Fearful that serial killer David Berkowitz might earn huge sums by selling his story to book publishers, New York enacted legislation in the 1970s allowing the state to seize any such proceeds and use them to compensate his victims’ families.
These “Son of Sam” laws have been invoked multiple times. The U.S. Supreme Court ruled unanimously in 1991 that they infringed on First Amendment rights, although a judge in 2007 awarded 90% of the proceeds from the sale of the rights to O.J. Simpson’s book “If I Did It” to the family of Ron Goldman, who was slain alongside Simpson’s wife, Nicole Brown Simpson, in 1994.
“Legislators have been trying for 25 years to stop criminals from making a profit,” said Ken Paulson, president of the Newseum’s First Amendment Center.
More recently, Sen. John Cornyn of Texas has tried repeatedly to pass legislation outlawing the sale of murderabilia. But there’s a difference between a murderer profiting from a book or movie deal and a third party earning some cash from a true-crime souvenir.
Once a criminal’s artwork has been created and distributed, there’s no way to stop it from being sold, Paulson said. Even if it offends victims or their families, the artwork remains protected as free speech.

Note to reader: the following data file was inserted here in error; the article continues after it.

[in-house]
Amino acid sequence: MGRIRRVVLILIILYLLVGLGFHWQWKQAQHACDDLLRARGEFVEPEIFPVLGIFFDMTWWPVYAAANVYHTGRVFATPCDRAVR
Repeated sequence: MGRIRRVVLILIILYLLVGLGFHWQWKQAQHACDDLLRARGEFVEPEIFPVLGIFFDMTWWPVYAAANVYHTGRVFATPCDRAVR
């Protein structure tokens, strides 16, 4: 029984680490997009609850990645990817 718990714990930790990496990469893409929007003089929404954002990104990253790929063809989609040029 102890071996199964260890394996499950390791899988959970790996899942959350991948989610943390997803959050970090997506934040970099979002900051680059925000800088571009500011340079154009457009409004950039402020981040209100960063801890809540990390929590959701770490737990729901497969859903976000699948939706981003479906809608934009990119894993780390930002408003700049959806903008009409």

“You’re not allowed to suppress free speech, even if it’s by a criminal,” he said.
Buyers and sellers of murderabilia, such as Holler, are aware of this protection.
“What I’m doing is never going to be illegal,” Holler said. “I have the First Amendment on my side.”
‘A good investment opportunity’
Holler has always been interested in true crime and began selling murderabilia on eBay in 1997. The majority of the artwork, letters and other pieces he sells are mailed directly to him by prison inmates.
The relationships he has built and his experience in the industry allow him to identify forgeries. He said he recognizes Charles Manson’s signature.
Publicity around Manson, who led a murderous California cult in the late 1960s, got collector John Schwenk interested in true crime as a teenager. In the past 10 years, Schwenk has collected 150 pieces from various criminals, including a painting by Manson.
For Schwenk, who lives near Philadelphia, collecting such items is about getting inside the mind of a killer.
But for Christian Carrington, another collector, murderabilia is an investment.
Carrington, a stock trader by day, has amassed 40 pieces in a year and half. He earned a degree in art history from Columbia University and has long been interested in art. The pieces he chooses to buy often have less to do with artist and more to do with scarcity.
“I’ve seen a lot of collectors who are into the blood and gore. I’m not,” said Carrington, who owns a drawing by Wisconson serial killer Ed Gein, who stole bodies from a local graveyard and inspired Robert Bloch’s novel “Psycho.” “I just felt that it was a good investment opportunity.”
Carrington foresees selling his collection in 15 to 20 years, assuming he can make a profit. But doesn’t intend for his investment to offend.
“I don’t buy these things to rub it in anyone’s face,” he said. In fact, he said visitors to his home are often fascinated by them.